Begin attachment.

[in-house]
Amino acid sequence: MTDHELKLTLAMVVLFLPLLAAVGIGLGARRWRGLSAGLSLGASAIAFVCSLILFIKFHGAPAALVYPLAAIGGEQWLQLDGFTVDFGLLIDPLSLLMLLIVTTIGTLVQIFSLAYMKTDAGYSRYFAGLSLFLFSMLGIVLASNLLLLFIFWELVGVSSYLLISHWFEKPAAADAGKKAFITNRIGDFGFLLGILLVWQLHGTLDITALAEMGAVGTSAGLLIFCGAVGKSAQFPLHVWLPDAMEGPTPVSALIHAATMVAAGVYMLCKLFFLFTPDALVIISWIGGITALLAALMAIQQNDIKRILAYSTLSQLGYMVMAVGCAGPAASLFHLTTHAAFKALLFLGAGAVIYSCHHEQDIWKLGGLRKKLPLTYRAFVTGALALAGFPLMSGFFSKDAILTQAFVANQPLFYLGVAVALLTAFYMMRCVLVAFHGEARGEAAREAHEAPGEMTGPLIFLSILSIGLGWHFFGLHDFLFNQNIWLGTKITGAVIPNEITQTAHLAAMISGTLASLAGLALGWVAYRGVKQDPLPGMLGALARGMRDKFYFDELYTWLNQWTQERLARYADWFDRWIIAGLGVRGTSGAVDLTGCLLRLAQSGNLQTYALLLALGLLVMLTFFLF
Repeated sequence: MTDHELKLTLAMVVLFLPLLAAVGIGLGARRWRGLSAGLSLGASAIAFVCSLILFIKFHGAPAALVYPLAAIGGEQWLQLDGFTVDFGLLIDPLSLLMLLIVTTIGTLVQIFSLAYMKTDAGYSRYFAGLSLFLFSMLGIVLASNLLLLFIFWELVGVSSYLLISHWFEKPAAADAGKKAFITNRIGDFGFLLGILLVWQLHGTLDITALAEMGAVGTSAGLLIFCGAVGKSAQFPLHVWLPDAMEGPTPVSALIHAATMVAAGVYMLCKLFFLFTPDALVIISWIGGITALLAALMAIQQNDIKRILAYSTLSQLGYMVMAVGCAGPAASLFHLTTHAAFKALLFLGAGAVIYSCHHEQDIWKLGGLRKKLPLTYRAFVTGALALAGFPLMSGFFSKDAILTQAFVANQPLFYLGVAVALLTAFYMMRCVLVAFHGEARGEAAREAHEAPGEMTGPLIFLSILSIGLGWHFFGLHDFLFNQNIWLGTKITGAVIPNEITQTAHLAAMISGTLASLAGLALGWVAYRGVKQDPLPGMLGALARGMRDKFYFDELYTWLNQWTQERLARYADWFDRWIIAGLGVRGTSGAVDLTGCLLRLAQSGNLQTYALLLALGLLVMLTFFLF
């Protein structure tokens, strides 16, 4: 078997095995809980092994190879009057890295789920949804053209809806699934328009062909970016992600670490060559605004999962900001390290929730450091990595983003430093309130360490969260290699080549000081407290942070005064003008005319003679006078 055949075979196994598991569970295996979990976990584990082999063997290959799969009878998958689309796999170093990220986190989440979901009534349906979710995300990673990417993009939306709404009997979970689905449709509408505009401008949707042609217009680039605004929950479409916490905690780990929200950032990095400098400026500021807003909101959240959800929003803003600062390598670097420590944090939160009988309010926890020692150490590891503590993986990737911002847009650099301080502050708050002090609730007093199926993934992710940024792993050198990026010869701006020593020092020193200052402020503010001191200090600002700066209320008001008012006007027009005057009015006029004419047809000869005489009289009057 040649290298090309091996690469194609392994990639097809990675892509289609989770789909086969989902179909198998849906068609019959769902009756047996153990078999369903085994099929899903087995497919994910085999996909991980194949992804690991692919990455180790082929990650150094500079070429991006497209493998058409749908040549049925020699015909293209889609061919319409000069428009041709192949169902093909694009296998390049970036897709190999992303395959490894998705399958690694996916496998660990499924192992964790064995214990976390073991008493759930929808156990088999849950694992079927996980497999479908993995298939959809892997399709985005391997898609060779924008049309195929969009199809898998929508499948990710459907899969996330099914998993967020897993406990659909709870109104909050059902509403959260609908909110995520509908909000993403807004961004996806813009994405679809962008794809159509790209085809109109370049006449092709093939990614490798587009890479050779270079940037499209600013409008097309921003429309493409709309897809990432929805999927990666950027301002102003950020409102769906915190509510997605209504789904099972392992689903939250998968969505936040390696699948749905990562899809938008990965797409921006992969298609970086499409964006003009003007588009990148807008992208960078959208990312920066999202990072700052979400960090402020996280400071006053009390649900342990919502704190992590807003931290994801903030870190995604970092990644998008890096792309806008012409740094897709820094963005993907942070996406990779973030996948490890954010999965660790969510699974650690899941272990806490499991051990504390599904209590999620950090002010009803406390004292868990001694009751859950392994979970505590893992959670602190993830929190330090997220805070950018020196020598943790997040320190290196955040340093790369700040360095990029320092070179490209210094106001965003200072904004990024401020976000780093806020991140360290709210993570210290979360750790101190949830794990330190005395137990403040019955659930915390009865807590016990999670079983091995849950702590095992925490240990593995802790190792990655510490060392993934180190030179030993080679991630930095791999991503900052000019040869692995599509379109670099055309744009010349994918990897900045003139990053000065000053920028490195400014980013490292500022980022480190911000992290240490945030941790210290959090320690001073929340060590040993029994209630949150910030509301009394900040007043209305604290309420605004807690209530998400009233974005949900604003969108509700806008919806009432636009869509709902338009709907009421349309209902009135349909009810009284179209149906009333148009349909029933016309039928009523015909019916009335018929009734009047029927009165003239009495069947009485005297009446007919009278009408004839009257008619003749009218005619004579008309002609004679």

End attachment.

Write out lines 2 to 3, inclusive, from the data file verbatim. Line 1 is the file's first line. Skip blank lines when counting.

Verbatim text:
Amino acid sequence: MTDHELKLTLAMVVLFLPLLAAVGIGLGARRWRGLSAGLSLGASAIAFVCSLILFIKFHGAPAALVYPLAAIGGEQWLQLDGFTVDFGLLIDPLSLLMLLIVTTIGTLVQIFSLAYMKTDAGYSRYFAGLSLFLFSMLGIVLASNLLLLFIFWELVGVSSYLLISHWFEKPAAADAGKKAFITNRIGDFGFLLGILLVWQLHGTLDITALAEMGAVGTSAGLLIFCGAVGKSAQFPLHVWLPDAMEGPTPVSALIHAATMVAAGVYMLCKLFFLFTPDALVIISWIGGITALLAALMAIQQNDIKRILAYSTLSQLGYMVMAVGCAGPAASLFHLTTHAAFKALLFLGAGAVIYSCHHEQDIWKLGGLRKKLPLTYRAFVTGALALAGFPLMSGFFSKDAILTQAFVANQPLFYLGVAVALLTAFYMMRCVLVAFHGEARGEAAREAHEAPGEMTGPLIFLSILSIGLGWHFFGLHDFLFNQNIWLGTKITGAVIPNEITQTAHLAAMISGTLASLAGLALGWVAYRGVKQDPLPGMLGALARGMRDKFYFDELYTWLNQWTQERLARYADWFDRWIIAGLGVRGTSGAVDLTGCLLRLAQSGNLQTYALLLALGLLVMLTFFLF
Repeated sequence: MTDHELKLTLAMVVLFLPLLAAVGIGLGARRWRGLSAGLSLGASAIAFVCSLILFIKFHGAPAALVYPLAAIGGEQWLQLDGFTVDFGLLIDPLSLLMLLIVTTIGTLVQIFSLAYMKTDAGYSRYFAGLSLFLFSMLGIVLASNLLLLFIFWELVGVSSYLLISHWFEKPAAADAGKKAFITNRIGDFGFLLGILLVWQLHGTLDITALAEMGAVGTSAGLLIFCGAVGKSAQFPLHVWLPDAMEGPTPVSALIHAATMVAAGVYMLCKLFFLFTPDALVIISWIGGITALLAALMAIQQNDIKRILAYSTLSQLGYMVMAVGCAGPAASLFHLTTHAAFKALLFLGAGAVIYSCHHEQDIWKLGGLRKKLPLTYRAFVTGALALAGFPLMSGFFSKDAILTQAFVANQPLFYLGVAVALLTAFYMMRCVLVAFHGEARGEAAREAHEAPGEMTGPLIFLSILSIGLGWHFFGLHDFLFNQNIWLGTKITGAVIPNEITQTAHLAAMISGTLASLAGLALGWVAYRGVKQDPLPGMLGALARGMRDKFYFDELYTWLNQWTQERLARYADWFDRWIIAGLGVRGTSGAVDLTGCLLRLAQSGNLQTYALLLALGLLVMLTFFLF